Who's Who in Musicals: Additional Bios III
As the original Lumiere in Disney's stage adaptation of Beauty and the Beast (1994), Beach stopped the show with "Be Our Guest" and earned his first Tony nomination. He triumphed as outrageous director Roger DeBris in The Producers (2001), where his manic performance (and riotous renditions of "Keep It Gay" and "Springtime for Hitler") earned a Tony for Best Featured Actor in a Musical. Beach repeated his over the top performance in the screen version, and remained in the New York cast long enough to become the only Tony-winning actor to appear on stage and screen simultaneously in the same role. He next starred as Albin in the first Broadway revival of La Cage Aux Folles (2005), and played Thenadier in a revival of Les Miserables (2006). Beach's many TV roles have included guest appearances on Cheers, Will & Grace, Murder She Wrote, and Queer as Folk.
DeSylva, B.G. "Buddy"
The new team of DeSylva, Henderson and Brown contributed "It All Depends on You" to Jolson's Broadway hit Big Boy (1926), then turned out full scores for the 1925 and 1926 editions of George White's Scandals, including "The Birth of the Blues" and "Lucky Day." The trio enjoyed their greatest Broadway success with Good News (1927), a college football musical that included "The Best Things in Life Are Free" and "The Varsity Drag." With ten more Broadway scores, their hit songs include "You're The Cream in My Coffee" for Hold Everything (1928) and "Button Up Your Overcoat" for Flying High (1930).
In 1931, the trio ended their collaboration. On their own, Brown and Henderson wrote "Life is Just a Bowl of Cherries" for the 1931 Scandals. Brown acted as lyricist, librettist, director and producer on his last three Broadway shows Strike Me Pink (1933), Calling All Stars (1934) and Yokel Boy (1939). Henderson retired after composing songs for the Shubert-produced 1943 edition of the Ziegfeld Follies. From 1931 on, DeSylva worked solo as a stage and screen producer. His most memorable film was Birth of the Blues (1941), and his Broadway productions included the Cole Porter hits DuBarry Was a Lady (1939) and Panama Hattie (1940) for both of which DeSylva also served as co-librettist. DeSylva was one of the founders of Capitol Records.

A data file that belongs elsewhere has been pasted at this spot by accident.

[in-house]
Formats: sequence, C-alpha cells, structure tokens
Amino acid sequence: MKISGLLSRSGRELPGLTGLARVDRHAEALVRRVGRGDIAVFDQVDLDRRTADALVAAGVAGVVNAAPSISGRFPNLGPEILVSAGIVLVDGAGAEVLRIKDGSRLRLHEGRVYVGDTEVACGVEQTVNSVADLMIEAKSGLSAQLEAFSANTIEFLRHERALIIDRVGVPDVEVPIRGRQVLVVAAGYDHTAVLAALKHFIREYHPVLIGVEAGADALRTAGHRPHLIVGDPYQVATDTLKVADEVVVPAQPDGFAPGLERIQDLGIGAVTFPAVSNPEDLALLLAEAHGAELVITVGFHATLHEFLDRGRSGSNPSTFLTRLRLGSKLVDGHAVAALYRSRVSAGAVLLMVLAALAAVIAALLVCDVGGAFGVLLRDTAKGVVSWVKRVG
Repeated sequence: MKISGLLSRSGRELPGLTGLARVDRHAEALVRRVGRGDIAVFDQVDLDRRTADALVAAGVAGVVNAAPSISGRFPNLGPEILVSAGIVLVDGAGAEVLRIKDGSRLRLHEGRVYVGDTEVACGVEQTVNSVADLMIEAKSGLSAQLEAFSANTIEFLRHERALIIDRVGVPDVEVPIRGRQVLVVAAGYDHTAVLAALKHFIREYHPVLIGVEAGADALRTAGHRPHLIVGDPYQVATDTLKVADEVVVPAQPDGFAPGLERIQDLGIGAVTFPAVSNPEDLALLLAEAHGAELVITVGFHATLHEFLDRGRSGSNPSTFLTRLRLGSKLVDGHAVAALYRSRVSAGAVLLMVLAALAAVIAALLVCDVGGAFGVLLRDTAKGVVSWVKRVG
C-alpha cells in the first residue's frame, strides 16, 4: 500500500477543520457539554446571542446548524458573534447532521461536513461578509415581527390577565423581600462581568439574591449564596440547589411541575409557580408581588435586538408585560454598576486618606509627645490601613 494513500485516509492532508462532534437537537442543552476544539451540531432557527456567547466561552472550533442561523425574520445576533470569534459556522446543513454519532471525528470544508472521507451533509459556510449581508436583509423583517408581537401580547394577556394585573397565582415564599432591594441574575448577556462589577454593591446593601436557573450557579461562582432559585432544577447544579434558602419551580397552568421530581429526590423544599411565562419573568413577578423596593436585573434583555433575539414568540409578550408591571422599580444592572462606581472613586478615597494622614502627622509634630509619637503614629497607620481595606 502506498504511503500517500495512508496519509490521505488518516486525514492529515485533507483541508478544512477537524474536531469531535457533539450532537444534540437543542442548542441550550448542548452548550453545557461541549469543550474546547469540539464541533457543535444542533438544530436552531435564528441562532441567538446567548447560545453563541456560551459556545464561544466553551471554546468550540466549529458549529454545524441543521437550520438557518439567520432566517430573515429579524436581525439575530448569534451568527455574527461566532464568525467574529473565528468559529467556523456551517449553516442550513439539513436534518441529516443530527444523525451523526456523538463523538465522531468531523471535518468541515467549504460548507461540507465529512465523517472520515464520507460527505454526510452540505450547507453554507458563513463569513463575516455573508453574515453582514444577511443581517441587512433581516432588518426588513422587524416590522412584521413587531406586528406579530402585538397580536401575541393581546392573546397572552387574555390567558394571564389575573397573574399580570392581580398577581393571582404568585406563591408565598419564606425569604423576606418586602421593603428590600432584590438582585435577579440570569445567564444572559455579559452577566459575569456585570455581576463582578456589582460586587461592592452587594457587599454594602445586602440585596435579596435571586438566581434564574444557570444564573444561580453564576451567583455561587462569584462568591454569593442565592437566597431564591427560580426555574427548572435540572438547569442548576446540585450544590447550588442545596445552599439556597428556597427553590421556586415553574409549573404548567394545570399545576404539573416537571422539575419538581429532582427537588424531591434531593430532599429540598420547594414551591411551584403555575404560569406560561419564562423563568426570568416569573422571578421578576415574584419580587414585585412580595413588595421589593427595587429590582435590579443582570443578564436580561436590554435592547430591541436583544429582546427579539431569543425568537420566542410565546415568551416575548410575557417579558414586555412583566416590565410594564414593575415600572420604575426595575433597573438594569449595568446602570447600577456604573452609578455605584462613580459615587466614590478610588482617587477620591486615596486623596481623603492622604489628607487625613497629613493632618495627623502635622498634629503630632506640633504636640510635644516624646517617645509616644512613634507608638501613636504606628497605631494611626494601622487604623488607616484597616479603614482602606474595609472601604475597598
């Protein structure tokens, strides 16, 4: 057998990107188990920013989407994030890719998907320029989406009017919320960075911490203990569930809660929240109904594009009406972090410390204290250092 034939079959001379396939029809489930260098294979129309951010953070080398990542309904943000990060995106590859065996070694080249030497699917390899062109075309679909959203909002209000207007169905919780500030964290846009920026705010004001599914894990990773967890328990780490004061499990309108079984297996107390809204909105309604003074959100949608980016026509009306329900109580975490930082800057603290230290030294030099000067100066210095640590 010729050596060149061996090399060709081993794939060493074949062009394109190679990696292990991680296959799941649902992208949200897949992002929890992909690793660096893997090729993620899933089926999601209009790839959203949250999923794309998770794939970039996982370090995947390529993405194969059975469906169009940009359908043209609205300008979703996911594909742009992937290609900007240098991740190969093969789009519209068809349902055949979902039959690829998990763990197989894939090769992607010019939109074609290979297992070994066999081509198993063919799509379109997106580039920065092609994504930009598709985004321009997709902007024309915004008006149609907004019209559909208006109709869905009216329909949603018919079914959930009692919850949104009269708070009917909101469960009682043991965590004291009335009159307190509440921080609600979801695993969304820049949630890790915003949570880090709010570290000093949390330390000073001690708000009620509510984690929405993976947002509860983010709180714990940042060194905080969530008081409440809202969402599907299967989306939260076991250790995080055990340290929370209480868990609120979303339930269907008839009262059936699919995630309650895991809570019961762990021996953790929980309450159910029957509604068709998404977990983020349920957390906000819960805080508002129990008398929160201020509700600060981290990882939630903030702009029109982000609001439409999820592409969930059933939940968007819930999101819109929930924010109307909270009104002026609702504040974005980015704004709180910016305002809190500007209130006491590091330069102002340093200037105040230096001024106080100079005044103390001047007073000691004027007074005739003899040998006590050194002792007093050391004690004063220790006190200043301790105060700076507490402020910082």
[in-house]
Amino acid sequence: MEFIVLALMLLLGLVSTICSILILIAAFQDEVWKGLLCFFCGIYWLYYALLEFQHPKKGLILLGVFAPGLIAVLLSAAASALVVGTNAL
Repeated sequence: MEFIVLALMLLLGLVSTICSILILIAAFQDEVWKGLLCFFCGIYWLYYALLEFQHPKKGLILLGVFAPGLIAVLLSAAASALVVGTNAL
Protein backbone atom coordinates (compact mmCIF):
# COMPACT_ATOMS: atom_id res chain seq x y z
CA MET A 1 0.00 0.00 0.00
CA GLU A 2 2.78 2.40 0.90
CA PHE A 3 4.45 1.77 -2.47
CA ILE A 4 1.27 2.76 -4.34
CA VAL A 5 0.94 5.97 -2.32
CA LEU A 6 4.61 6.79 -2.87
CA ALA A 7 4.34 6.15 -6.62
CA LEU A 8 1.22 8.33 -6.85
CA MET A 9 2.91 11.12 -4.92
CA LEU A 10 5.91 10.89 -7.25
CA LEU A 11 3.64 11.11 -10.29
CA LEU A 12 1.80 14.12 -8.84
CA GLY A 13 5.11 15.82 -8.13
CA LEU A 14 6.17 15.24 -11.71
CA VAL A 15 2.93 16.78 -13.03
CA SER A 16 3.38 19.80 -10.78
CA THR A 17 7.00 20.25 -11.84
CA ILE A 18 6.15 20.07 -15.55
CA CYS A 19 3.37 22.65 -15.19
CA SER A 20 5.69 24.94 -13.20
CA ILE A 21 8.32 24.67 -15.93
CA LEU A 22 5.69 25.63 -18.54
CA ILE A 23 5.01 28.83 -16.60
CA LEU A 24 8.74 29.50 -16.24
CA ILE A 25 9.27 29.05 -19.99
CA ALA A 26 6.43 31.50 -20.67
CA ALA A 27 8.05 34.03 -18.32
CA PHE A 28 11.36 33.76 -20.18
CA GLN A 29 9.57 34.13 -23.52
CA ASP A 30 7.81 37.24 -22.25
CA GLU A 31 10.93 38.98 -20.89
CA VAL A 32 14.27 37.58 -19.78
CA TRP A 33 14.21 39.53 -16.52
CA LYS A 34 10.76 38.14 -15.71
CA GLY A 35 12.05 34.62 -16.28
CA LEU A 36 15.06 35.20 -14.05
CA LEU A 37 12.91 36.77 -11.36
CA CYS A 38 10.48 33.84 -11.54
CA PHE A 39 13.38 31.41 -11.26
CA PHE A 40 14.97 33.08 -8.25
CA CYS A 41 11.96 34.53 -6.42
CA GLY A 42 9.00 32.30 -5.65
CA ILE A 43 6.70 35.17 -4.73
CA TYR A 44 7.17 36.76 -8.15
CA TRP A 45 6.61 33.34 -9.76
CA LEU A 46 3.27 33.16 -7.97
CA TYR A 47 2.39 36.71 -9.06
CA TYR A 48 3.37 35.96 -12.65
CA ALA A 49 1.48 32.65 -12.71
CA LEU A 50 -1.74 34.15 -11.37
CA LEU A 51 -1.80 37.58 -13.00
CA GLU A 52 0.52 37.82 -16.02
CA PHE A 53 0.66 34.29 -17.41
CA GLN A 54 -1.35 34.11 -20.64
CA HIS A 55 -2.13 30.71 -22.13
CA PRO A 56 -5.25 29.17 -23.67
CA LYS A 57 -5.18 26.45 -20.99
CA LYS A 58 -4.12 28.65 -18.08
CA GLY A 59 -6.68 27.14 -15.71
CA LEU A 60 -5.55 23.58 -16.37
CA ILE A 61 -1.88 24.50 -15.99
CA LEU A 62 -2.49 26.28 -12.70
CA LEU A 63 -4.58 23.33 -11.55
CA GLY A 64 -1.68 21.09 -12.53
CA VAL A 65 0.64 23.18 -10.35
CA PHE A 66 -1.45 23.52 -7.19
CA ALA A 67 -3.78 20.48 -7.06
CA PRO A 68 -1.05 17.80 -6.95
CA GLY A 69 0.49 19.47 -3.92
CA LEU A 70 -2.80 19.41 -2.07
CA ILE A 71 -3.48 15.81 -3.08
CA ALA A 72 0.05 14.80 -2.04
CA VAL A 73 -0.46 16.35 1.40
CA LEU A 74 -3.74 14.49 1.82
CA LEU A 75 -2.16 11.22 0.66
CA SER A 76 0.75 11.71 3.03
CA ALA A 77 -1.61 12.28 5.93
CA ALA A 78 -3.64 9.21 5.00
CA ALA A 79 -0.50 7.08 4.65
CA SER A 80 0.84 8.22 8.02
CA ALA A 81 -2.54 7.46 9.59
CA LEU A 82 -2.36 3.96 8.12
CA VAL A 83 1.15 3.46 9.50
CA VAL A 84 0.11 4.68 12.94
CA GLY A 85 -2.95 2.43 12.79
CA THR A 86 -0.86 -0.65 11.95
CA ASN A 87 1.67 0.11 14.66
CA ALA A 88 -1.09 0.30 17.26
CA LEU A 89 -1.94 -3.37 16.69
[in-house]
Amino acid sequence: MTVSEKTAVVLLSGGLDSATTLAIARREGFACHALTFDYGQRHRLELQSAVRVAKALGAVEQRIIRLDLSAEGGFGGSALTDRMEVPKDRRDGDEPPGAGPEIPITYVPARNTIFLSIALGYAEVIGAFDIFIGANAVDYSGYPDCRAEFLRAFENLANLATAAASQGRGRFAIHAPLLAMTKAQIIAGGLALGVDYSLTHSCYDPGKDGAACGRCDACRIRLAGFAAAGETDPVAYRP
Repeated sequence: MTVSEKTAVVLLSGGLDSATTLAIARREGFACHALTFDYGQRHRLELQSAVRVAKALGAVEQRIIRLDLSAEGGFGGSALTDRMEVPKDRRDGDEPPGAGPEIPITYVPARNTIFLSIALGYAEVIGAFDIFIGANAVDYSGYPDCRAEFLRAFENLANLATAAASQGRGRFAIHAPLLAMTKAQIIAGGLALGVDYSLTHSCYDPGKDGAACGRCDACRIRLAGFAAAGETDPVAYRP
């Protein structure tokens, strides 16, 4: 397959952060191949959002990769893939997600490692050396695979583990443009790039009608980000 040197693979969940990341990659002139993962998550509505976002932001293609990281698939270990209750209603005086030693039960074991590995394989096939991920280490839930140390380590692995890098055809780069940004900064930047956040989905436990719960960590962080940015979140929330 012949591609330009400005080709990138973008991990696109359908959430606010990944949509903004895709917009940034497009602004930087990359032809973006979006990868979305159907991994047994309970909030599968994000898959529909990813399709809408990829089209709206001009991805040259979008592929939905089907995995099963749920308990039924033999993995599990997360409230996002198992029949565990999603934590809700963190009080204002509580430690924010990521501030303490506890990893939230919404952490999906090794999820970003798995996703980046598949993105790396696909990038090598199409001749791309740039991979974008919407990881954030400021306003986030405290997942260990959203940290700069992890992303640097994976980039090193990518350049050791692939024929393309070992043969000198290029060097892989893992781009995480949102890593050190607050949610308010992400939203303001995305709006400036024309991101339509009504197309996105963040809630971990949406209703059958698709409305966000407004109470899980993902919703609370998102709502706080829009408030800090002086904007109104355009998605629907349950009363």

Brown, Nacio Herb
Brown collaborated with composer Richard Whiting and lyricist Buddy DeSylva on the Broadway musical Take a Chance (1932), giving stars Ethel Merman and Jack Haley the delightful duet "You're an Old Smoothie." Brown's most memorable post-Freed film song was "You Stepped Out of a Dream," which he wrote with Gus Kahn for MGM's Ziegfeld Girl (1941). The best of the Freed & Brown song catalog was featured in Singin' in the Rain (1952), still acclaimed as the big screen's best original musical comedy. For that film, Brown came out of semi-retirement to co-write Donald O'Connor's bone-crunching comic solo "Make 'Em Laugh."
Grimes continued her connection with Coward's plays when she starred as Amanda in an acclaimed Broadway revival of his Private Lives (1969), receiving the Tony for Best Actress in a Play. Her many non-musical Broadway appearances include Neil Simon's California Suite (1976), a revival of Tartuffe (1977), and the comic thriller Trick (1979). She starred as the egotistical actress Dorothy Brock in Gower Champion's original production of 42nd Street (1980). Even the gifted Grimes could not breathe life into the off-Broadway musical Sunset (1983), which closed in one night. Her last Broadway appearance to date was in a revival of Tennessee Williams' Orpheus Descending (1989). Inducted into the Theatre Hall of Fame in 2003, she is the mother of actress Amanda Plummer.
Whatever her limitations as an actress, Haver was a capable vocalist, introducing "On the Boardwalk in Atlantic City" in Three Little Girls in Blue (1946) and "Give Me the Simple Life" in Wake Up and Dream (1946). She starred as Marilyn Miller in the mediocre Look for the Silver Lining (1949), and played the title role in The Daughter of Rosie O'Grady (1950). After The Girl Next Door (1953) Haver's only film with a contemporary setting she retired from films at age 27, announcing that she would become a nun. She spent several months in a Kansas convent, then left to marry her onetime co-star Fred MacMurray. The couple adopted twin girls, and remained together until MacMurray's death in 1991. Aside from one television appearance as herself on The Lucy-Desi Comedy Hour (1957), Haver remained outside of the show business spotlight until her death due to respiratory failure at age 79.